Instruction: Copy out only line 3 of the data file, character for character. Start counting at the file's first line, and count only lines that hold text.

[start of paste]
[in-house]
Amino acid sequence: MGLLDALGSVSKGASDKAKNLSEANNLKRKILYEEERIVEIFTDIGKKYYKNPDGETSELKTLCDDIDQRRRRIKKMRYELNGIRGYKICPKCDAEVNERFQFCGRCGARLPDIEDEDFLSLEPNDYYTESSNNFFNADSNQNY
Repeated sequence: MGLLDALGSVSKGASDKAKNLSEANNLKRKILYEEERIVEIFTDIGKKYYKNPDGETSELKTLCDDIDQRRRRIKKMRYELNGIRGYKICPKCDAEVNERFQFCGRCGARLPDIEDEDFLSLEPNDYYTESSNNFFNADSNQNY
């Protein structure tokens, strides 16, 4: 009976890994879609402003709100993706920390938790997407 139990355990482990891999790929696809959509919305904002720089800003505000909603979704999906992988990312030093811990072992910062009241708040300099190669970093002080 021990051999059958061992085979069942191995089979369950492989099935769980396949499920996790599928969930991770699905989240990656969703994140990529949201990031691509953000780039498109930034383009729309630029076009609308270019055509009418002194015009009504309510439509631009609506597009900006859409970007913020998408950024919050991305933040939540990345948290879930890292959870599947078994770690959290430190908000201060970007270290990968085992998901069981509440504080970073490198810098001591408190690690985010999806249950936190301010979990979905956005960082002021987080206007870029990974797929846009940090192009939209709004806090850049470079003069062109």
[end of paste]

Repeated sequence: MGLLDALGSVSKGASDKAKNLSEANNLKRKILYEEERIVEIFTDIGKKYYKNPDGETSELKTLCDDIDQRRRRIKKMRYELNGIRGYKICPKCDAEVNERFQFCGRCGARLPDIEDEDFLSLEPNDYYTESSNNFFNADSNQNY